The Economic Impact of COVID-19: A Real Estate Perspective
There’s no doubt that lives saved by CDC recommendations for the management of the COVID-19 crisis are worth the costs. Extreme social distancing lowers the number of cases hitting medical centers at any given time (you’ve seen all those “flatten the curve” memes) and it also reduces the overall number of cases (the area under the curve).
However, there will be an economic cost.
While the US economy is heavily a service economy, not all jobs can be done from home. Fewer people at physical locations mean fewer sales and lower productivity. For those able to work from home, this situation layers on its own limitations, especially with children also at home due to school closings.
There’s no doubt productivity is going to slow in virtually every industry.
At some point, we’ll make our way back to workplaces, albeit the operating of these workplaces will be materially and permanently changed. This is happening in China now. And, some transactions will be made up as we surface. Economists call this “intertemporal substitution,” meaning purchases were put off rather than dropped altogether.
Home sales are a good example of delayed but not forgotten purchases. Home tours and sales in certain areas and categories seem to be experiencing a similar brisk pace as a few weeks ago. A lot of people want to live and work in The Triangle area of NC.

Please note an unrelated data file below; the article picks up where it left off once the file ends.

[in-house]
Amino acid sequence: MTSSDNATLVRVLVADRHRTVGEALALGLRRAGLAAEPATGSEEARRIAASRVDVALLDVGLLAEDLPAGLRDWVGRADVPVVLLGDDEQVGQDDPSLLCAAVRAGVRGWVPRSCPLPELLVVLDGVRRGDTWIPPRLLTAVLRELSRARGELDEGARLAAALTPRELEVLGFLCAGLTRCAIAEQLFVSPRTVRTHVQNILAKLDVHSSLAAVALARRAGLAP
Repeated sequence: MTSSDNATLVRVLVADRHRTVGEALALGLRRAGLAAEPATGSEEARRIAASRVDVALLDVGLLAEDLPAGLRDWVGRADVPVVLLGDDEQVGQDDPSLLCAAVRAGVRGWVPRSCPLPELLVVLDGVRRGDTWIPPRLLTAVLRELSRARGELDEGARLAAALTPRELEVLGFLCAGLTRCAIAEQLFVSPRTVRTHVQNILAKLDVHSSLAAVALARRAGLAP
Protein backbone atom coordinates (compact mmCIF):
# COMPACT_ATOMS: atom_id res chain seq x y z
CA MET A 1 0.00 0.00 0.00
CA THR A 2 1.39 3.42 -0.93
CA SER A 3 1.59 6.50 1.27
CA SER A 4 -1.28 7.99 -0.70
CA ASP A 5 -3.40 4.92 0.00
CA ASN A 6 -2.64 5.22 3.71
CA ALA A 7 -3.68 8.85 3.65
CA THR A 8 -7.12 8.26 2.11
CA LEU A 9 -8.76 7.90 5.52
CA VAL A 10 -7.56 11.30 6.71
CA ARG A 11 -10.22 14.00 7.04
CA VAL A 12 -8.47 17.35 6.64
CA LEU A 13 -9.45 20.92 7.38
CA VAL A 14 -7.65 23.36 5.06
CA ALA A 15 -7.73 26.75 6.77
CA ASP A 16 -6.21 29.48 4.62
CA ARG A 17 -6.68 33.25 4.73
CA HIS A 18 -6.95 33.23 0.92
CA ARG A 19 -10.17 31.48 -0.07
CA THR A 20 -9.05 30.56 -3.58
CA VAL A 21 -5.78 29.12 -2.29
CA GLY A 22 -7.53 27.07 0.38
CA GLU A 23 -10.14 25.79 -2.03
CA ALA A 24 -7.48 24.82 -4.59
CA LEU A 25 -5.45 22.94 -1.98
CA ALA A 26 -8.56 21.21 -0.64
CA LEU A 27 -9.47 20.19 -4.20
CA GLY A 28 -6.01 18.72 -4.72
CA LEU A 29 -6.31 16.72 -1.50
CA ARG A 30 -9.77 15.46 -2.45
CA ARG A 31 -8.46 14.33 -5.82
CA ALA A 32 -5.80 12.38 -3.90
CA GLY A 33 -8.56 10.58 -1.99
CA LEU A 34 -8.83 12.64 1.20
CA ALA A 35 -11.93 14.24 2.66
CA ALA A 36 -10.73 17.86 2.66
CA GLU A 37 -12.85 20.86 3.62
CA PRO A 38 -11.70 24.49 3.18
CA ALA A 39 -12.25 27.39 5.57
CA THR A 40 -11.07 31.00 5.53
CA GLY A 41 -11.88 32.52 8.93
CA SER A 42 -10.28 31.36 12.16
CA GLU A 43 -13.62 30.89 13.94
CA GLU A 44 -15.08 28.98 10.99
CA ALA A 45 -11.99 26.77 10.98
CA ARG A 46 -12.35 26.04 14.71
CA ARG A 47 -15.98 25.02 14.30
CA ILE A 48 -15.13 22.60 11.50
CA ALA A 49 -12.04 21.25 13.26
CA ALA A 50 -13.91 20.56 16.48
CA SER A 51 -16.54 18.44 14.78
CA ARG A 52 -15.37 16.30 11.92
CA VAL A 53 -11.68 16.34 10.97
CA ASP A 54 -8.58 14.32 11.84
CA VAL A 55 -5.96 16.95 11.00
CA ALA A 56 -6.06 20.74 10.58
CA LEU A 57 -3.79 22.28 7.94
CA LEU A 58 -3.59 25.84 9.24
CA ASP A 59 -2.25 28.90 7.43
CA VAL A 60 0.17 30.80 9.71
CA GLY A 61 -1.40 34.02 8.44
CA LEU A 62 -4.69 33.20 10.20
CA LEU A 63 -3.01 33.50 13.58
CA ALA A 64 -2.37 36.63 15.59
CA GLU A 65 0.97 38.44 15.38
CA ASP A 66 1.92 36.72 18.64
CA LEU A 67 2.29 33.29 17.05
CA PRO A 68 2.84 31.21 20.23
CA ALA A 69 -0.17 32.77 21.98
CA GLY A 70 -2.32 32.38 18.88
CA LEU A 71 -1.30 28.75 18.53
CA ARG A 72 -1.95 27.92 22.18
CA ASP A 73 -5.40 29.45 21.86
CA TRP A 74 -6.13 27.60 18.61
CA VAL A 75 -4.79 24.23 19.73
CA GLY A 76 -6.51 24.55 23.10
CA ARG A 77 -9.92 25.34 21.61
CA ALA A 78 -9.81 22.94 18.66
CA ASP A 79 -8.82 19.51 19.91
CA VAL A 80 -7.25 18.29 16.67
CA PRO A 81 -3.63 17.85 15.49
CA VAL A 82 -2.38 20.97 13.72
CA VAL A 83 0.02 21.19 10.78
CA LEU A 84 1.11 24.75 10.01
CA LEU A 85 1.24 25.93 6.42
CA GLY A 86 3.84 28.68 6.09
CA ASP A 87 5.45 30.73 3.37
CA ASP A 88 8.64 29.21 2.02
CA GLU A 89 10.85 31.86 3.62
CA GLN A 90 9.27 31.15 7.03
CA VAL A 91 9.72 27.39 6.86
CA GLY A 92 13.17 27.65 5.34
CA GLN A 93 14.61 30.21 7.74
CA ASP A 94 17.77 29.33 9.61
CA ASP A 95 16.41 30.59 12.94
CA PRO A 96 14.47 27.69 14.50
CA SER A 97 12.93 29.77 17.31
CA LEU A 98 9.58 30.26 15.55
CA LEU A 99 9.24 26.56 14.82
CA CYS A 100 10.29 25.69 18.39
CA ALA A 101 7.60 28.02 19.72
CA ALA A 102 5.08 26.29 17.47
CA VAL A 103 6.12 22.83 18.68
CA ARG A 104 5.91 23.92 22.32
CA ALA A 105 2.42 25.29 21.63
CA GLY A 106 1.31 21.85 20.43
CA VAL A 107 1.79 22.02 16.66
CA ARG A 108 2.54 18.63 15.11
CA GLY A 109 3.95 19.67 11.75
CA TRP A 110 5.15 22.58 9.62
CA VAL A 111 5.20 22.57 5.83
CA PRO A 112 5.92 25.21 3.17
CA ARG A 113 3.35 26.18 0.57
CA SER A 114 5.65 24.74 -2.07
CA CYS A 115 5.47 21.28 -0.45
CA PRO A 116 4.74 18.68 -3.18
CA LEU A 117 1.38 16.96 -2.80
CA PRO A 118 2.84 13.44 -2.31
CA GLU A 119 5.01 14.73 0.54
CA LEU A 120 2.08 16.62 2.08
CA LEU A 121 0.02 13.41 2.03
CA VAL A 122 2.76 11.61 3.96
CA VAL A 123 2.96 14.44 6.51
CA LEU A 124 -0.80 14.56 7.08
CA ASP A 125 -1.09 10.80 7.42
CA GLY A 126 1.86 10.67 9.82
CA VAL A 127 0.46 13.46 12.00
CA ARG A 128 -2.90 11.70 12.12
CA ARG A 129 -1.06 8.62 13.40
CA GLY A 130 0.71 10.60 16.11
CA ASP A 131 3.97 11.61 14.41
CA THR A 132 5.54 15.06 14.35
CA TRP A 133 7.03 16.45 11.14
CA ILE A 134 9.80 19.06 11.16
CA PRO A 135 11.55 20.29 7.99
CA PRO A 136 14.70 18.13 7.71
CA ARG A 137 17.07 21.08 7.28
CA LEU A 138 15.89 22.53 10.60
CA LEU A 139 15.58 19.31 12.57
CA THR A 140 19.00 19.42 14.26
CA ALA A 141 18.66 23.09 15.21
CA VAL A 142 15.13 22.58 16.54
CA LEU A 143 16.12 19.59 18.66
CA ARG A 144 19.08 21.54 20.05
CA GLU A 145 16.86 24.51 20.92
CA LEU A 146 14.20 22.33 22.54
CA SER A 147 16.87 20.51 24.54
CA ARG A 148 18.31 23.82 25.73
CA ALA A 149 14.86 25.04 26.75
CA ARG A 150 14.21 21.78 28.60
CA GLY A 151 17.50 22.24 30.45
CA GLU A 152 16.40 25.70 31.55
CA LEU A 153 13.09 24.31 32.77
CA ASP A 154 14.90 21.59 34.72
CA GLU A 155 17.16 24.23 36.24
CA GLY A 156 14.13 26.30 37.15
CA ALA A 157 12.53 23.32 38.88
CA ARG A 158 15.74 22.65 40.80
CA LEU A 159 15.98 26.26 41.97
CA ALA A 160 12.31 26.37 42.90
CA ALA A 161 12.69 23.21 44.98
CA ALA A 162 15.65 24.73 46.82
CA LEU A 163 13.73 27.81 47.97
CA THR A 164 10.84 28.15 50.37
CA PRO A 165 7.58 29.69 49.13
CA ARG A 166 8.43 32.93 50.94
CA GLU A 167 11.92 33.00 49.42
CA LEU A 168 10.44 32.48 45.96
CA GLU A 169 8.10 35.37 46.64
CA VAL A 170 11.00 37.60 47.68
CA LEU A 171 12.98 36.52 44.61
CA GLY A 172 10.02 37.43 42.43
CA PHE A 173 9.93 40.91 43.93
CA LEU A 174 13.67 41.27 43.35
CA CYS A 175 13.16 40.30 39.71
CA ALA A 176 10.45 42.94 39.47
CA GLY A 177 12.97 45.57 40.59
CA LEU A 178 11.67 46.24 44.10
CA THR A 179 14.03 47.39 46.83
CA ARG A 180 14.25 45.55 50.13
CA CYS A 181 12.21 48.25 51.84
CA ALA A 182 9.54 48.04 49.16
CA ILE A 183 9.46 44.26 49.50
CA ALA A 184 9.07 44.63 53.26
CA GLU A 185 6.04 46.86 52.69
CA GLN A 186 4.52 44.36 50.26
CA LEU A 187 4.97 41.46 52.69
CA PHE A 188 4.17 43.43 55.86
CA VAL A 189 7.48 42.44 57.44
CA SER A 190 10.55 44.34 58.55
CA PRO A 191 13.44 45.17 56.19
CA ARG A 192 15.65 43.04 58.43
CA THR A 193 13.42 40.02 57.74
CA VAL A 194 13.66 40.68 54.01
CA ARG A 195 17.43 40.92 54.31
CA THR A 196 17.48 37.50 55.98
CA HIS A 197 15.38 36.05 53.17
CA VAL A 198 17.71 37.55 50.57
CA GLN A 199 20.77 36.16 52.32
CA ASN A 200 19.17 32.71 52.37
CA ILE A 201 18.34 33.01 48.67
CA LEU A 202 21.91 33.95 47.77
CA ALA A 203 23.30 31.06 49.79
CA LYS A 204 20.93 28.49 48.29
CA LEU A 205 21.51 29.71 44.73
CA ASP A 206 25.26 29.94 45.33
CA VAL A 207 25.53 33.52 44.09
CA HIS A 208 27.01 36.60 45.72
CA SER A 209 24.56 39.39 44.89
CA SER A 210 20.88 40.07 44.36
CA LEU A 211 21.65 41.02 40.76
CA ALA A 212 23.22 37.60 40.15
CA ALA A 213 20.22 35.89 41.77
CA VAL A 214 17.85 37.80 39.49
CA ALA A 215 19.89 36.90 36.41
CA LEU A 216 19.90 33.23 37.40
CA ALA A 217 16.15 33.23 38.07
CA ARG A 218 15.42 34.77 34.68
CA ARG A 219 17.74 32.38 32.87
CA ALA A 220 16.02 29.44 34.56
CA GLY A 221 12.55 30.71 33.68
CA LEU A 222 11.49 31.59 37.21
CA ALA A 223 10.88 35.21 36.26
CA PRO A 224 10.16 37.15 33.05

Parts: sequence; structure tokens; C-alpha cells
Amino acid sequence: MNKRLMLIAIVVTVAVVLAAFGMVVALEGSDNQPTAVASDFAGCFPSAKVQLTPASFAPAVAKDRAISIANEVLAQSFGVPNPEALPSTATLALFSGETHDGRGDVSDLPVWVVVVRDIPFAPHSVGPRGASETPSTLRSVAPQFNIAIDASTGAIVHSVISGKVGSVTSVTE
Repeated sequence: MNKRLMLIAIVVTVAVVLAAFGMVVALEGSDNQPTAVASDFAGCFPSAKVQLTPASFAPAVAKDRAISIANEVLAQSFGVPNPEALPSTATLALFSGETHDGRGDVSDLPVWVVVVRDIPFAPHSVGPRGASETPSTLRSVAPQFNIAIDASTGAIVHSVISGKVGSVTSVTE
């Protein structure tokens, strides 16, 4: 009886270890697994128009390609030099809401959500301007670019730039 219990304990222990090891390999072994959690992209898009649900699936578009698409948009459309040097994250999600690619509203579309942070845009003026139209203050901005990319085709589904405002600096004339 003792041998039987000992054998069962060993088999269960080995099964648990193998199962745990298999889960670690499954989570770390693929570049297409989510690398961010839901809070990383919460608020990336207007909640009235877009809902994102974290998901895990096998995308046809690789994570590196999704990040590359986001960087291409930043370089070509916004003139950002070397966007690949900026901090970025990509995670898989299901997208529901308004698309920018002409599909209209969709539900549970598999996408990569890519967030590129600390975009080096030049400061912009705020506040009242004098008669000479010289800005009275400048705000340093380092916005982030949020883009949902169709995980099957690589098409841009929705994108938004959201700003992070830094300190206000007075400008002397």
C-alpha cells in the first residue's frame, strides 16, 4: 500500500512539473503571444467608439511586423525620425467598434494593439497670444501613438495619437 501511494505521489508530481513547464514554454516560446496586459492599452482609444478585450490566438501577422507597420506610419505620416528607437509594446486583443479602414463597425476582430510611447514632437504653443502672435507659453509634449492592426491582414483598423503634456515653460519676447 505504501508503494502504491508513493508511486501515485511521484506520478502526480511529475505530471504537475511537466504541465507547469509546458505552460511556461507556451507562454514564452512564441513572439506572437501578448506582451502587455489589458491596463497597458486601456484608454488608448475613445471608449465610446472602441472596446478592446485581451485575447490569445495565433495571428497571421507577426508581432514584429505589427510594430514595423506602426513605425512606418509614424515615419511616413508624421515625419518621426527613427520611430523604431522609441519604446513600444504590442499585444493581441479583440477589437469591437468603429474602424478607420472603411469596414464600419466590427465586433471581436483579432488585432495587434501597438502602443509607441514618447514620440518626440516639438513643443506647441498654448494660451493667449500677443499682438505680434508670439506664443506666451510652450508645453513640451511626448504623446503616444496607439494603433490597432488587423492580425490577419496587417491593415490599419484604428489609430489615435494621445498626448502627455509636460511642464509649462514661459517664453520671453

In some cases, buyers and sellers may not be touring homes or allowing people into their properties during extreme social distancing, but people still want to purchase homes. Consequently, the residential market here may see a longer high season than is traditionally experienced or a frenzy of transactions in the late summer (though the market is already so tight, it’s hard to imagine it being any more frenetic than it already is!).
The same can’t be said for things like a cup of coffee or regular date night at a fancy restaurant. Sorry, Starbucks, I can’t see bulk buying lattes to make up for the lattes we missed during social distancing.
Here’s the reality. Many important small businesses may not make it past the economic storm. It’s tempting to argue that economic stress separates the wheat from the chaff, that the strong will survive. That’s not always true. We may lose some important or impactful businesses and when doors reopen the holes left by those companies could dampen any “bounce” that comes once the crisis has passed. For example, drop-in day cares may become a thing of the past. This could seriously negatively affect parents in industries where schedules are set weekly. Think retail and food service.
I see numerous residential real estate agents touting drops in interest rates as a great thing for buyers. Lower interest rates are great for home buyers until they’re not. They are missing the more important signal – the Fed is cutting interest rates because the economy is teetering.
Next Two Posts: COVID19 vs. the Economy, The Silver Linings